Murray State University is considering a five percent tuition increase next academic year. President Bob Davies presented the plans at a tuition and fees forum Thursday afternoon.
The Board of Regents will approve the tuition rate on April 21 and unless they object the five percent increase seems likely. “I’m leaning very much leaning towards using the whole five percent. If I had to make my recommendation today I would say the whole five percent," Davies said.
Of the five percent, three percent would cover fixed costs. The budget is being reduced by around $1.1 million through specific units and another $3 million “at the macro level,” Davies said.
The other 2% would be used for non-recurring, one-time expenditures like infrastructure needs (electrical grid).
Moving forward with the 5% increase, in allocating the 3%, Murray State would still have a $2.2 million decrease in revenues. The number of students this year compared to last year is down, which led to a $4.5 million decline in this year. Murray State is also facing $1.8 million in fixed cost increases.
Davies said Murray State’s pressure points include declining state appropriations, increasing pension costs and an increase in fixed costs.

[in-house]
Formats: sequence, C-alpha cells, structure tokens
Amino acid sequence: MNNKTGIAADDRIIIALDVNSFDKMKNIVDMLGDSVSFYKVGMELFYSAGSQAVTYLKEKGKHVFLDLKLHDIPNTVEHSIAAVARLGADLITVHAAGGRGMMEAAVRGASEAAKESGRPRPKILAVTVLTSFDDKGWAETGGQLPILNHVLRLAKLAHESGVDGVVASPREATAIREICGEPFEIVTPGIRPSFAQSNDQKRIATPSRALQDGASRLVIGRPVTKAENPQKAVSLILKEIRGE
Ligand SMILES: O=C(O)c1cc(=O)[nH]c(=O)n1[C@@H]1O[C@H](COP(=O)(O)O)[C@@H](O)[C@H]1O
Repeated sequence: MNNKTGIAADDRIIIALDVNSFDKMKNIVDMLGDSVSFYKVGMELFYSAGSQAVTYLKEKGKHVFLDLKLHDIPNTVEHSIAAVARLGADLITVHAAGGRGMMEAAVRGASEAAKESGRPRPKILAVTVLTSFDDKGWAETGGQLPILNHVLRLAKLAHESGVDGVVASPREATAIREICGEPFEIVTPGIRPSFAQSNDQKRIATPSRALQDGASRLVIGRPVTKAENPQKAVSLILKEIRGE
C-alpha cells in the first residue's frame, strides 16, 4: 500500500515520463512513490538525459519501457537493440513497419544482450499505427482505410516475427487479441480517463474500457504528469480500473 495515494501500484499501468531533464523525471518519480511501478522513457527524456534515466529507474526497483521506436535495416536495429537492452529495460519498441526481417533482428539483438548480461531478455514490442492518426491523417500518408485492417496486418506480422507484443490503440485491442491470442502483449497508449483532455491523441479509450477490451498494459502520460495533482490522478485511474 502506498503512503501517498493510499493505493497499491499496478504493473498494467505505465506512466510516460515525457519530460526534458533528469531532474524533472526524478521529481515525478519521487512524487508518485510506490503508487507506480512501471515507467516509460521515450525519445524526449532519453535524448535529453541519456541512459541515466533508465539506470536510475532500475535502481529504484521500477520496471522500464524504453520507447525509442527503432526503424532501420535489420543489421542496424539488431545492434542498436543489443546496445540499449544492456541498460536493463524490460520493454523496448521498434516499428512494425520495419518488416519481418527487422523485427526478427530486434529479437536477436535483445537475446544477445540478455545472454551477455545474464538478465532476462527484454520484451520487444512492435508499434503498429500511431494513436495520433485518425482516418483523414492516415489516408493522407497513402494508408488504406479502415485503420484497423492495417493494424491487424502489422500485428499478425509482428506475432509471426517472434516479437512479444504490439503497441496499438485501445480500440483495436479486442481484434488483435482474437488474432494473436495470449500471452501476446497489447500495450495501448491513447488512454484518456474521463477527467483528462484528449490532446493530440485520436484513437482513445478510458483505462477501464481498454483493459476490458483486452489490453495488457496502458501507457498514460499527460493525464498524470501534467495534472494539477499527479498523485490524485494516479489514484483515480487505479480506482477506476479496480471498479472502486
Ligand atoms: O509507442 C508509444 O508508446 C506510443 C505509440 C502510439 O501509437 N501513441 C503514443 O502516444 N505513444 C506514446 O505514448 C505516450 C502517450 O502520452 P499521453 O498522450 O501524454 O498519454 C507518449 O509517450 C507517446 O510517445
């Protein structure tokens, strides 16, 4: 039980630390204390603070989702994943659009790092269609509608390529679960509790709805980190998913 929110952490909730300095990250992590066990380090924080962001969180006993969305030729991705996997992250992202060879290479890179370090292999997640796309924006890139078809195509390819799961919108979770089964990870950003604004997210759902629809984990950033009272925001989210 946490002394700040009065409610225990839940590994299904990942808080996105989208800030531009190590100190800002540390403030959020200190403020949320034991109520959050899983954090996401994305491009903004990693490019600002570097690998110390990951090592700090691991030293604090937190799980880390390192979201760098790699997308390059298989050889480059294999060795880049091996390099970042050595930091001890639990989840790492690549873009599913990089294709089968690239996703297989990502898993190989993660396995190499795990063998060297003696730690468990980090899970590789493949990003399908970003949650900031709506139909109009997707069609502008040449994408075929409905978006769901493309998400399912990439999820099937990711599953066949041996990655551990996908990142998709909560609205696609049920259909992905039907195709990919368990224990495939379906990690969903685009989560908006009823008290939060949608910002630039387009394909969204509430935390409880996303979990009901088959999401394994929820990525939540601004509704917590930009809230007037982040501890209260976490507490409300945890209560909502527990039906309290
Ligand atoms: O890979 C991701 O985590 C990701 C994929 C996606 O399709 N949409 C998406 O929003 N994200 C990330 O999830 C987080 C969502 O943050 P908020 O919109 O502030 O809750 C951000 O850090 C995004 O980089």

The Kentucky Council on Postsecondary Education approved tuition caps for state universities last week. The decision was based on projected pension cost increase and further state appropriation decline in the next biennium. The caps vary between universities in an effort to close the tuition divide.
Using an average pension cost increases over the last 10 years, Murray State’s projected increase would be 2%. Using projected increases next year and considerations for the next biennium budget, it was recommended to Murray State to have an increase cap by 5%.
Davies said he wants to maintain affordability and not be ‘priced out of the market’ and wants to focus on the ‘value’ of a Murray State education. Despite the increase, Murray State still remains one of the more affordable public institutions in the state and surrounding region from a tuition cost standpoint.
MSU is also working on a budget that includes a more than four-million dollar reduction, though Davies assured that cuts wouldn’t be as drastic as in recent years.
The cuts aren’t as big as last year, he said, and public forums will be held in the next few weeks. “There are things we can do with the budget that does not necessitate laying people off, closing programs, those types of things.”
A handful of students attended the forum and when asked about the proposal, they all expressed an understanding and general acceptance of the increase.
Davies showed charts that outlined the different in student cost at the 5% cap. Murray State shifted the tuition model in the summer of 2016 involving fixed versus variable scholarships.